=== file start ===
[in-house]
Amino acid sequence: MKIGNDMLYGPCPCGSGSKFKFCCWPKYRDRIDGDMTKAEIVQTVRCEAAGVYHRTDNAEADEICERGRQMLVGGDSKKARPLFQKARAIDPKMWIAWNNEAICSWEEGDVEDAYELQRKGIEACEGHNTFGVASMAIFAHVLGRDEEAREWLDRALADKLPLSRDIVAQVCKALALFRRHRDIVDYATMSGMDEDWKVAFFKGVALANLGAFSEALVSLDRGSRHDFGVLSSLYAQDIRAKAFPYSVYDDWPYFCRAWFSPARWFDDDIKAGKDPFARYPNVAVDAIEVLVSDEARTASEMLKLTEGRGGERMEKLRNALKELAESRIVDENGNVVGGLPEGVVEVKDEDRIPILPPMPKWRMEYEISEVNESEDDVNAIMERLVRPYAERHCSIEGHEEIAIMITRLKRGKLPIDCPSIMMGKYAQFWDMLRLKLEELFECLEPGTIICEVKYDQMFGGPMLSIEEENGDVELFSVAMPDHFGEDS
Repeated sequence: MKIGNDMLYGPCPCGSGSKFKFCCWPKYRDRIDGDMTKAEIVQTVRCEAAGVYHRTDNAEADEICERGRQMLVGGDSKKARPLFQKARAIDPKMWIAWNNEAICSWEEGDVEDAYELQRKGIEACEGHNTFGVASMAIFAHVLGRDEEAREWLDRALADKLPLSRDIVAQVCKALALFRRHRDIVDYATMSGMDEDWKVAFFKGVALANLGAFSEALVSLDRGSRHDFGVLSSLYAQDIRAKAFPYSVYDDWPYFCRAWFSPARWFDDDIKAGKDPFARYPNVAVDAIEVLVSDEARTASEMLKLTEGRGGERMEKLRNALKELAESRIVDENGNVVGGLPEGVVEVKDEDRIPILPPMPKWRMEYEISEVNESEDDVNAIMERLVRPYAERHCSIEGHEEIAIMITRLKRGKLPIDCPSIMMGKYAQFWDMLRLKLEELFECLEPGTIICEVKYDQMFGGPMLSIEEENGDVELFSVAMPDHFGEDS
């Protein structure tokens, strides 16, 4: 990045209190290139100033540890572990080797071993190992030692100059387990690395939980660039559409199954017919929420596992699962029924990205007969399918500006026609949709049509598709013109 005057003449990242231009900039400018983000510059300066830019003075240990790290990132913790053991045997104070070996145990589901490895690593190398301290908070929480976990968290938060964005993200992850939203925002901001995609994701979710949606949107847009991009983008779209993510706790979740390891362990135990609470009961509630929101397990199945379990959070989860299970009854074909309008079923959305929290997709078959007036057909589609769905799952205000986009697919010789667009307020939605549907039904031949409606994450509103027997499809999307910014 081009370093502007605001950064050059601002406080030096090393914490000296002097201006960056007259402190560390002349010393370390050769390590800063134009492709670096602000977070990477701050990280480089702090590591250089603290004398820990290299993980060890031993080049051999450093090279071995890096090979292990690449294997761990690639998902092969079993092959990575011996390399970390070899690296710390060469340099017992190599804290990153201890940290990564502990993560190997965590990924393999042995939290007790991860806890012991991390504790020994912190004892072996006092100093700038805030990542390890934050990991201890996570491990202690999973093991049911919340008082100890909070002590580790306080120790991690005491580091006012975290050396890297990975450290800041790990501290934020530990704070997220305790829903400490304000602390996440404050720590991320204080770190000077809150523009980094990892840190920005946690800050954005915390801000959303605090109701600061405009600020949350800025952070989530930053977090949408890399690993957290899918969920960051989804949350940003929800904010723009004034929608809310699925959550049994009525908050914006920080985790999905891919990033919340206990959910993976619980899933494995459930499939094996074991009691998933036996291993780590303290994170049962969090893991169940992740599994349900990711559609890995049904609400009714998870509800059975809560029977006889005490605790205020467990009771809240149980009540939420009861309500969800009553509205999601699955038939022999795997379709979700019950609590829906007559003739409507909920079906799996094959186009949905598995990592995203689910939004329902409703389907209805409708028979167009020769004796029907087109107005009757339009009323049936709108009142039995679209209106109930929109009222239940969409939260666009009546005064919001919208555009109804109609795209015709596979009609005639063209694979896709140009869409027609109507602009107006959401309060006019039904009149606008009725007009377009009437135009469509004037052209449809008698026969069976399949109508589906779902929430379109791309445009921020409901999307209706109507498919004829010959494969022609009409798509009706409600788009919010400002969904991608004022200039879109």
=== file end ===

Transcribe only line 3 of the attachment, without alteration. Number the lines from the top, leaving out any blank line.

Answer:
Repeated sequence: MKIGNDMLYGPCPCGSGSKFKFCCWPKYRDRIDGDMTKAEIVQTVRCEAAGVYHRTDNAEADEICERGRQMLVGGDSKKARPLFQKARAIDPKMWIAWNNEAICSWEEGDVEDAYELQRKGIEACEGHNTFGVASMAIFAHVLGRDEEAREWLDRALADKLPLSRDIVAQVCKALALFRRHRDIVDYATMSGMDEDWKVAFFKGVALANLGAFSEALVSLDRGSRHDFGVLSSLYAQDIRAKAFPYSVYDDWPYFCRAWFSPARWFDDDIKAGKDPFARYPNVAVDAIEVLVSDEARTASEMLKLTEGRGGERMEKLRNALKELAESRIVDENGNVVGGLPEGVVEVKDEDRIPILPPMPKWRMEYEISEVNESEDDVNAIMERLVRPYAERHCSIEGHEEIAIMITRLKRGKLPIDCPSIMMGKYAQFWDMLRLKLEELFECLEPGTIICEVKYDQMFGGPMLSIEEENGDVELFSVAMPDHFGEDS